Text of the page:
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Young & Beautiful

(2014)

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Make Your Move

(2014)

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Hateship Loveship

(2014)

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Nymphomaniac: Vol. II

(2014)

#235 September 17, 2014

Sheila writes: Susan Wloszczyna and Brian Tallerico, from Rogerebert.com, were both at the 39th annual Toronto Film Festival. So many films to see in so little time! I look forward to checking out many of the titles. You can check out all of the reviews here, listed out in the Table of Contents. Rogerebert.com's Odie Henderson also attended the festival and he sent in a a dispatch of his favorites. What films are you looking forward to the most this fall?

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#234 September 3, 2014

Sheila writes: Who doesn't love a good title sequence? I have my favorites. What are yours? The Art of the Title is a wonderful site that focuses on title sequences and in a recent post Ben Radatz and Bill Perkins write, "There are certain narrative, technical, and graphic techniques for which title design is an ideal venue. Because of its short format and creative license — and sometimes because of their budgets — title sequence real estate is often used to explore elaborate, abstract worlds previously unknown or unseen. For this reason — combined with an enduring human fascination with how things tick — Inner Workings is a theme that is frequented by a broad spectrum of genres (though, to be fair, most often by sci-fi and fantasy)." They break down some of their favorite title sequences, and how the sequences work visually and thematically. Lots of food for thought! Here's the whole post. Enjoy!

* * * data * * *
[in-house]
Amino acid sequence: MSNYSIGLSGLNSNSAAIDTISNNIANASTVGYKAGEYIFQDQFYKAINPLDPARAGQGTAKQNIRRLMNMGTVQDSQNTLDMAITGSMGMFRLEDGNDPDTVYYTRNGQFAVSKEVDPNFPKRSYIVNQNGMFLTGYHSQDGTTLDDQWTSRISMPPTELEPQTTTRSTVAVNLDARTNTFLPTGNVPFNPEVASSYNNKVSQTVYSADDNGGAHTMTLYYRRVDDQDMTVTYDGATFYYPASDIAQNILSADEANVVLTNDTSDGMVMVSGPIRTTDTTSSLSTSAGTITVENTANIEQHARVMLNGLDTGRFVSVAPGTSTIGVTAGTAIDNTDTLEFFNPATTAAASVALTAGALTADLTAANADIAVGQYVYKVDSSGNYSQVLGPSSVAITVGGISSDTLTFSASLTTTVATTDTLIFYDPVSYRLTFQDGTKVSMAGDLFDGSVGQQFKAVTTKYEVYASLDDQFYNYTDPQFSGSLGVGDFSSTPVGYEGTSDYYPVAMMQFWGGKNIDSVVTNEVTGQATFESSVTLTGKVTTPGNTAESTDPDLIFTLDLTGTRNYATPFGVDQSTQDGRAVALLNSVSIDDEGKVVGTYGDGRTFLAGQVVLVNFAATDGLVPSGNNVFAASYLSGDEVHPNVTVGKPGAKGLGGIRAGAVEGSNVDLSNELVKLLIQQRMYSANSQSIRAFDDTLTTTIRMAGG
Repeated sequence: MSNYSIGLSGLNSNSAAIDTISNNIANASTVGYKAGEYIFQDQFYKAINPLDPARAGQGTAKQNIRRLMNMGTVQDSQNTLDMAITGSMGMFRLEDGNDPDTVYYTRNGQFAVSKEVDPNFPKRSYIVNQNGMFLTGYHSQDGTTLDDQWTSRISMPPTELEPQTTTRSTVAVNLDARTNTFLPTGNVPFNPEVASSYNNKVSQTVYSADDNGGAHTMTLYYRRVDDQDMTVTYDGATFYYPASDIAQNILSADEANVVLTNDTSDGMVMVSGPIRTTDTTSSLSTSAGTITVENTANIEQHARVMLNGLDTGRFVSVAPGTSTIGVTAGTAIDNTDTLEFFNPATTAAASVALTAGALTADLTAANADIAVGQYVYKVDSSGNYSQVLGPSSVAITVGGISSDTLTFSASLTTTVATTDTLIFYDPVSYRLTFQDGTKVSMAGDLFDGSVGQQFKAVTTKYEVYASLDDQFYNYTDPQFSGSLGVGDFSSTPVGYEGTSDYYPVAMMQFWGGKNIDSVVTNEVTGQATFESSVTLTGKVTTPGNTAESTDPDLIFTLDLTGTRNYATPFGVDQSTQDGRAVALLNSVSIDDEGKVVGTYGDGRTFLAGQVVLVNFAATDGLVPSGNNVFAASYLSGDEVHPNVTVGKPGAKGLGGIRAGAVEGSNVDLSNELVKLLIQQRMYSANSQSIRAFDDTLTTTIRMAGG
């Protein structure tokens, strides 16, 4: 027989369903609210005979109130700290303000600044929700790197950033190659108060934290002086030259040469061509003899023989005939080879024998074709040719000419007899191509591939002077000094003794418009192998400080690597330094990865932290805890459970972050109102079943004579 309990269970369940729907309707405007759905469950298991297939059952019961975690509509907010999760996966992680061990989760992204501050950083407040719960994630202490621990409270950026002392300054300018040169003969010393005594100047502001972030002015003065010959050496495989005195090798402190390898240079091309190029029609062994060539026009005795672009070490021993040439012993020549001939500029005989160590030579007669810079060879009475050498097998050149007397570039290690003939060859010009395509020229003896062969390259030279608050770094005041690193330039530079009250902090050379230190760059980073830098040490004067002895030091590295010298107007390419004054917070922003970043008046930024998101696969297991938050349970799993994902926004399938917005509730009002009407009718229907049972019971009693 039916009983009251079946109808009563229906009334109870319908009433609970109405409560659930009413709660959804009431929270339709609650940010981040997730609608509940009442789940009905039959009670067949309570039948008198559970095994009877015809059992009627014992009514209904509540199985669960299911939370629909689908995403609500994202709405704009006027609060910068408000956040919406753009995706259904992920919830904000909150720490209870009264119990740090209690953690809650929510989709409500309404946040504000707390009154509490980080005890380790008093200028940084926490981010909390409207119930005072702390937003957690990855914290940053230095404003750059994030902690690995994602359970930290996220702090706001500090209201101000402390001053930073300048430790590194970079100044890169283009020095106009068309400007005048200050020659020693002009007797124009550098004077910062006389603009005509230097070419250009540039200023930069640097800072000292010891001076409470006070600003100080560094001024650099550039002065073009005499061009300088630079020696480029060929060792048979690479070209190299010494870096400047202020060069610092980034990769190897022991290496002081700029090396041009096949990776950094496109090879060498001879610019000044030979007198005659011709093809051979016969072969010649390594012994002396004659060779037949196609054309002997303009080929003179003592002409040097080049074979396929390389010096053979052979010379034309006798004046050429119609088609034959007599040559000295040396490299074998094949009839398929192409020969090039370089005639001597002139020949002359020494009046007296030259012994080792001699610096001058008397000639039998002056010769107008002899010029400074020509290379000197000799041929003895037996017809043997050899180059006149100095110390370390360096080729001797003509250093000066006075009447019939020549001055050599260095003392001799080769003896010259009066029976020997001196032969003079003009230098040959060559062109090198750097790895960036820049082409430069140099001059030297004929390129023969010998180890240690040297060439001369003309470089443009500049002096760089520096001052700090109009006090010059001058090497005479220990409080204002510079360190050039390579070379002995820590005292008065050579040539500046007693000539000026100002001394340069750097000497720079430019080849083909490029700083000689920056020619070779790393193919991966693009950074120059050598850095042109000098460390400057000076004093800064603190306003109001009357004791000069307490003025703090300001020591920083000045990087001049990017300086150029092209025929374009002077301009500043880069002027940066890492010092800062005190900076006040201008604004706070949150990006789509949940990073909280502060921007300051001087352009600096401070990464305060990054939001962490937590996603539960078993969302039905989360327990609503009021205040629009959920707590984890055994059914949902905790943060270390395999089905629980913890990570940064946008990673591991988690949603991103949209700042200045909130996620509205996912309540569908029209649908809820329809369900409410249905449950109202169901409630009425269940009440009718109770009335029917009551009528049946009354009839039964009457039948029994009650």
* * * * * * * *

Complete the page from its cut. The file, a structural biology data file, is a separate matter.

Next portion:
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#233 August 27, 2014